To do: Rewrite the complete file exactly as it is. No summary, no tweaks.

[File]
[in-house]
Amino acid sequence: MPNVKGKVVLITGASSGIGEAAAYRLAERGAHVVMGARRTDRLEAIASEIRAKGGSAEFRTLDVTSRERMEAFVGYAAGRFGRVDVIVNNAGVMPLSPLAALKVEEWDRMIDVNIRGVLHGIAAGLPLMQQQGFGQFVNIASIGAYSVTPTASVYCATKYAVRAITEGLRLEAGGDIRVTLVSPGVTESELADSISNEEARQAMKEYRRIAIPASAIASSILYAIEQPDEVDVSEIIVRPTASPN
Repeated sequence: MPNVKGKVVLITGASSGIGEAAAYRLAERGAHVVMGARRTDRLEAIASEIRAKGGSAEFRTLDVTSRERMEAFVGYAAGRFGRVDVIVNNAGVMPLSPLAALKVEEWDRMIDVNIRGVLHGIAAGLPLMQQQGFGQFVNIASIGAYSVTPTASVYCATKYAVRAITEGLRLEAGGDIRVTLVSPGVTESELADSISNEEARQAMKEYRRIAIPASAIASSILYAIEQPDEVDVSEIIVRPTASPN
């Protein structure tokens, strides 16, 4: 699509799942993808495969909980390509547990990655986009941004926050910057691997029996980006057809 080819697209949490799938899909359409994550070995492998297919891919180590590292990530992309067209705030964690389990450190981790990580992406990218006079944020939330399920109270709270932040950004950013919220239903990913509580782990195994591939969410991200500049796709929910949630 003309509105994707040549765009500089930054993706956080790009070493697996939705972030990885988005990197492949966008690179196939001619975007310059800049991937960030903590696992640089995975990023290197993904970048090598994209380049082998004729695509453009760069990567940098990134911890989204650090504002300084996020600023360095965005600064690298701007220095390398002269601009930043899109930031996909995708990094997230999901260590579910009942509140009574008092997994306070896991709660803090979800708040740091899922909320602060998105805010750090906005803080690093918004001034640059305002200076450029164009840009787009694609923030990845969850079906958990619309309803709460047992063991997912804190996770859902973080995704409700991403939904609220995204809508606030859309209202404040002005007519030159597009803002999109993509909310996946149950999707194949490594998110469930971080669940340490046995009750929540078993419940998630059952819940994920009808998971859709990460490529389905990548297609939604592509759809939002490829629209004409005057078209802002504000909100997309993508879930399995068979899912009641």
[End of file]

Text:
[in-house]
Amino acid sequence: MPNVKGKVVLITGASSGIGEAAAYRLAERGAHVVMGARRTDRLEAIASEIRAKGGSAEFRTLDVTSRERMEAFVGYAAGRFGRVDVIVNNAGVMPLSPLAALKVEEWDRMIDVNIRGVLHGIAAGLPLMQQQGFGQFVNIASIGAYSVTPTASVYCATKYAVRAITEGLRLEAGGDIRVTLVSPGVTESELADSISNEEARQAMKEYRRIAIPASAIASSILYAIEQPDEVDVSEIIVRPTASPN
Repeated sequence: MPNVKGKVVLITGASSGIGEAAAYRLAERGAHVVMGARRTDRLEAIASEIRAKGGSAEFRTLDVTSRERMEAFVGYAAGRFGRVDVIVNNAGVMPLSPLAALKVEEWDRMIDVNIRGVLHGIAAGLPLMQQQGFGQFVNIASIGAYSVTPTASVYCATKYAVRAITEGLRLEAGGDIRVTLVSPGVTESELADSISNEEARQAMKEYRRIAIPASAIASSILYAIEQPDEVDVSEIIVRPTASPN
């Protein structure tokens, strides 16, 4: 699509799942993808495969909980390509547990990655986009941004926050910057691997029996980006057809 080819697209949490799938899909359409994550070995492998297919891919180590590292990530992309067209705030964690389990450190981790990580992406990218006079944020939330399920109270709270932040950004950013919220239903990913509580782990195994591939969410991200500049796709929910949630 003309509105994707040549765009500089930054993706956080790009070493697996939705972030990885988005990197492949966008690179196939001619975007310059800049991937960030903590696992640089995975990023290197993904970048090598994209380049082998004729695509453009760069990567940098990134911890989204650090504002300084996020600023360095965005600064690298701007220095390398002269601009930043899109930031996909995708990094997230999901260590579910009942509140009574008092997994306070896991709660803090979800708040740091899922909320602060998105805010750090906005803080690093918004001034640059305002200076450029164009840009787009694609923030990845969850079906958990619309309803709460047992063991997912804190996770859902973080995704409700991403939904609220995204809508606030859309209202404040002005007519030159597009803002999109993509909310996946149950999707194949490594998110469930971080669940340490046995009750929540078993419940998630059952819940994920009808998971859709990460490529389905990548297609939604592509759809939002490829629209004409005057078209802002504000909100997309993508879930399995068979899912009641």